I guess then that I'd need to clarify "important" and "they". On one hand, I don't think it is "important" that store clerks know anything about me. On the other hand, I'd like to think that they have exposure to TG people so that they won't freak out if I'm read. On the other other hand, I'd certainly tell any prospective lover that my body is different than most bodies they've seen. On yet another hand, I don't understand why my body needs to be treated as "the exception" to "the rule" just because my body is transgendered. Around about here, of course, I start running out of hands.

When I'm in a social interaction, I really have two choices: I out myself, or I assimilate. And in most transient relationships (store clerks, people on the street, etc.), I assimilate. If I'm dealing with people who'll become friends, I out myself. I was on a cruise recently, where I chose to assimilate, even though I made friends with people; the friendship was only a week long, really.

But there's different ways to out myself. I can meekly state: "Uh, look, I think there's something you should know...", or I can proudly state, "I'm one of those TG chicks." That stupid thing that people refer to as 'common sense' suggests that the former will be better. I can't say that I agree. An FTM friend has been exceptionally successful blurting out to people "Guess what? I'm having a sex-change!" I also prefer the ideological position of that approach. You don't have to reinforce the idea that "we" are "unusual".

Here's something I often think about (it's the closest thing I have to a motivational speech). I was a theatre student in university, and we once talked about the dilemma of reading lines without rehearsal: what does one do if one doesn't know how to pronounce a particular word? This advice was given to me: choose a pronunciation, and say the word twice as loud as all the other words. If you got it wrong, people will assume that you must be right because of the force of your conviction.

I like to think of "normal" the same way.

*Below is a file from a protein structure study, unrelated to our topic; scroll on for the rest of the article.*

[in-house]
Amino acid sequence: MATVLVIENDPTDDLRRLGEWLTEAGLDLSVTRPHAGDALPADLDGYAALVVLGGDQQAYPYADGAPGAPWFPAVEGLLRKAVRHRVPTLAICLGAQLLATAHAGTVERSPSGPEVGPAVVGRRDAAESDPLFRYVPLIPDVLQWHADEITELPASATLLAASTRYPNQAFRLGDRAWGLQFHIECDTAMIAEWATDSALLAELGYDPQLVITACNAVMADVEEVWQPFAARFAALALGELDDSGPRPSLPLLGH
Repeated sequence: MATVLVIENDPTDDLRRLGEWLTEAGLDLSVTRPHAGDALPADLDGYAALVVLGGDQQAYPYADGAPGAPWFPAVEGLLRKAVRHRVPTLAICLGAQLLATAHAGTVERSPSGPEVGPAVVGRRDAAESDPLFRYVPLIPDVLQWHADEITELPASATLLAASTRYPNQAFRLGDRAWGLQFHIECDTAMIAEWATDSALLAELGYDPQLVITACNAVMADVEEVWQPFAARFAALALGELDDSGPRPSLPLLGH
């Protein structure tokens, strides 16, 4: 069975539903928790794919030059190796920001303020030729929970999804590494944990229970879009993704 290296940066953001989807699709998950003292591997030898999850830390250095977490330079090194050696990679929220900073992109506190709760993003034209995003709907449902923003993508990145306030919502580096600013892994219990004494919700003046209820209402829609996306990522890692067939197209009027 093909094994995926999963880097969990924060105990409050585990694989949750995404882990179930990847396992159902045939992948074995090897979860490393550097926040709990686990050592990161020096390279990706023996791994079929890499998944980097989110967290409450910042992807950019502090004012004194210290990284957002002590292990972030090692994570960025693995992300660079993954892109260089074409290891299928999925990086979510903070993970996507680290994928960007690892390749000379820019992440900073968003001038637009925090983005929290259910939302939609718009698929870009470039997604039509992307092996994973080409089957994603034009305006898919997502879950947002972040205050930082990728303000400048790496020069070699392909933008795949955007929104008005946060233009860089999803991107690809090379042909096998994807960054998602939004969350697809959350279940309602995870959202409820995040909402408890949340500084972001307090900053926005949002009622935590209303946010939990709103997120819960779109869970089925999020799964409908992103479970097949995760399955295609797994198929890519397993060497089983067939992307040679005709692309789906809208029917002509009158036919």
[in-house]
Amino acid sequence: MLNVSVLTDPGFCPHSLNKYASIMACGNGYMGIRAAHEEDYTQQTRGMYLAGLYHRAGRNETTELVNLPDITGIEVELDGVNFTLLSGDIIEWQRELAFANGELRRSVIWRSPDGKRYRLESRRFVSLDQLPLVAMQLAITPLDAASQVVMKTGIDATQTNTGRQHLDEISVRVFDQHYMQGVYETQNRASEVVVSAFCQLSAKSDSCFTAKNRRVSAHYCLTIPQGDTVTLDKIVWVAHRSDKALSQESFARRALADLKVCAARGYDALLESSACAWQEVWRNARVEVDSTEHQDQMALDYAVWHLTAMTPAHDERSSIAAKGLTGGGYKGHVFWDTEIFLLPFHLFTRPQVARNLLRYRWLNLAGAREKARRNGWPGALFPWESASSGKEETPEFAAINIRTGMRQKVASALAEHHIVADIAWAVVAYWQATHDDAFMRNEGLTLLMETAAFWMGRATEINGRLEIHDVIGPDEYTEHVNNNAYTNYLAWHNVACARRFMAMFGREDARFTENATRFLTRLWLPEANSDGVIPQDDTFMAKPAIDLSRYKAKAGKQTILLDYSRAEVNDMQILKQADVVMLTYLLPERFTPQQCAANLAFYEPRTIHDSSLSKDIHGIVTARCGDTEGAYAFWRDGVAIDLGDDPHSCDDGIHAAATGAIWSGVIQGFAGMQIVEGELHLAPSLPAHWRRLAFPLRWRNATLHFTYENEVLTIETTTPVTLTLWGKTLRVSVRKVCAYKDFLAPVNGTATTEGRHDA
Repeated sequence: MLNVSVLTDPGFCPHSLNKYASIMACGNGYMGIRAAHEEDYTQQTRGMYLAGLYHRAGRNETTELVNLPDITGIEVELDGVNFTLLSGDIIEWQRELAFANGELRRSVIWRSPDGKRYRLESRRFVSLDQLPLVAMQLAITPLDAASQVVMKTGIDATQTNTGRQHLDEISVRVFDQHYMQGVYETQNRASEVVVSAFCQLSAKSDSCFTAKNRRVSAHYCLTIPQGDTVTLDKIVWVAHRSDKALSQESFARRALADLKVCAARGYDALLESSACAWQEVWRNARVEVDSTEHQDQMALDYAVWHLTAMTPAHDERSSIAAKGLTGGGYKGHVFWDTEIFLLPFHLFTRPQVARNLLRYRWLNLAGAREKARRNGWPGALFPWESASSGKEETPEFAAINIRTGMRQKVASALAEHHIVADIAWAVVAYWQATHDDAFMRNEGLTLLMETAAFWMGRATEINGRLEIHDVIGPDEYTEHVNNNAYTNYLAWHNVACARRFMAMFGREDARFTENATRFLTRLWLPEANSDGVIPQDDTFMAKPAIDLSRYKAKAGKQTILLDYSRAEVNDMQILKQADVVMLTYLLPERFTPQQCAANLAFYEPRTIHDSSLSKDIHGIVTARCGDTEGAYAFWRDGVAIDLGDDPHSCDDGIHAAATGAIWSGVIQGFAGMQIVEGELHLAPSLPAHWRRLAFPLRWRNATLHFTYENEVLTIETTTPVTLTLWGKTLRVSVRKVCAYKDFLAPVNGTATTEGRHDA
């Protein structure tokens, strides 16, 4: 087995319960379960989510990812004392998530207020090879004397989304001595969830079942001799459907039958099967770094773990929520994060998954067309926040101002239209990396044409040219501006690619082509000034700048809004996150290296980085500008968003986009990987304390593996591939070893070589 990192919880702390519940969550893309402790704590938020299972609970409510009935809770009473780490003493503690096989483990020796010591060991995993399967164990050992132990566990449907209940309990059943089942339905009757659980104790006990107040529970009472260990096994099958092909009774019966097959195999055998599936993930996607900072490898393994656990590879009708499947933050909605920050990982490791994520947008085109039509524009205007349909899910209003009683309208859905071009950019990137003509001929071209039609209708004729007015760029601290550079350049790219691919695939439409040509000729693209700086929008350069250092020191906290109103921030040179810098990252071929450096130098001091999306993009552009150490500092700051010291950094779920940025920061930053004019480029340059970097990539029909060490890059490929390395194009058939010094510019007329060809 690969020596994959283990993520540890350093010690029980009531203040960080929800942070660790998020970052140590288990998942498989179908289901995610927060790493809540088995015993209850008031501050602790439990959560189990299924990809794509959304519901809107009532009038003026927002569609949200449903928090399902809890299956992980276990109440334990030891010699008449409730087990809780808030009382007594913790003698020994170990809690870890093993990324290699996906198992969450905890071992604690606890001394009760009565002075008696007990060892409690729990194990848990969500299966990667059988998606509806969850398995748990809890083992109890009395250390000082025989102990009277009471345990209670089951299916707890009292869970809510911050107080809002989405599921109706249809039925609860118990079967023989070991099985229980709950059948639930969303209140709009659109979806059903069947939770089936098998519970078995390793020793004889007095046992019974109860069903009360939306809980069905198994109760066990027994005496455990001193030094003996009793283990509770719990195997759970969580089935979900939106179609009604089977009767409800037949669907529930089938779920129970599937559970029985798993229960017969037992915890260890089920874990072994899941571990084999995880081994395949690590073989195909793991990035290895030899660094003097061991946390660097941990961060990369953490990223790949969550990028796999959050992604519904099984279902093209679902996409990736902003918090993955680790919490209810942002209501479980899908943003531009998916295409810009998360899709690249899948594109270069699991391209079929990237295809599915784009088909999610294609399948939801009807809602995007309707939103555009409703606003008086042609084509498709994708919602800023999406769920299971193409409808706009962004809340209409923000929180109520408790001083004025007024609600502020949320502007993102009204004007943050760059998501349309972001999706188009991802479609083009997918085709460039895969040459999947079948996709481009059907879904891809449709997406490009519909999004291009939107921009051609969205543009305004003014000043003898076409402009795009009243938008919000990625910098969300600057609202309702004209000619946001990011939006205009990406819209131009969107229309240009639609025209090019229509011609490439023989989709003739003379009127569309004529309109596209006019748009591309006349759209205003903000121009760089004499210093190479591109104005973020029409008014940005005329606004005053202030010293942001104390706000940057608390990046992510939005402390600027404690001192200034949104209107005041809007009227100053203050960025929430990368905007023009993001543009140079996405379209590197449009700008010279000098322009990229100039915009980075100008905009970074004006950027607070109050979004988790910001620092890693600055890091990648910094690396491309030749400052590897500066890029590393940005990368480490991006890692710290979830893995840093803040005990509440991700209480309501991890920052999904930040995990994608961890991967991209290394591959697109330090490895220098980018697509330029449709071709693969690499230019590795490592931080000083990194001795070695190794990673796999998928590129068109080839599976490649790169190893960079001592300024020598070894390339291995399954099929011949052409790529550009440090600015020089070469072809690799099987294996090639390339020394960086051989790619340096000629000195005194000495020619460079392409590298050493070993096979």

There was another dimension to this discussion, however. Even if I'm not too hung up about debating whether or not I'm "really" a woman, I think that it is disempowering that other people are having this debate about us and in our absence. I think that if mundanely-gendered people are deciding whether or not "we" can be accepted into a gender category, this is not an empowering dialogue.

As a point of illustration, I quoted the following from Wilchins' book, in which she responds to the ever-so-sweet phrase "Well, I want you to know that I certainly consider you a woman.":

It is a never-ending source of wonderment that well-intentioned, and otherwise very well-brought-up people say this to me, with a light of total sincerity in their eyes for which any self-respecting cocker spaniel would kill.

Unfortunately, this assurance turns on at least four assumptions which, upon closer inspection, prove to be unfounded:
(a) my gender is a subject about which reasonable people might be expected to reasonably differ;
(b) my gender is a topic that is currently open for discussion;
(c) my gender, and your perception of it, is something about which I am seeking some reassurance; and
(d) you, since you are a nontransexual, are in just the providential position of providing me with this reassurance I so desperately seek.

Finally, I added:

While this sounds quite harsh to someone who might actually convey this sentiment, and while I agree that one of the best ways to successfully transition is to "be a really nice person", I'm conflicted by the whole political message when someone says such a thing.

Laura had an interesting reply to Wilchins quotation:

(a) Is the way it is;
(b) All subjects are always open for discussion as far as I am concerened;
(c) I agree, I seek no one else's support; and
(d) True, but the woman is well meaning and I see no harm in her statement. Riki forgets that we, most of us, were hard on ourselves and we have a vested interest in knowing better. These people are obviously trying and I, for one, would not condemn them for their attempt at support.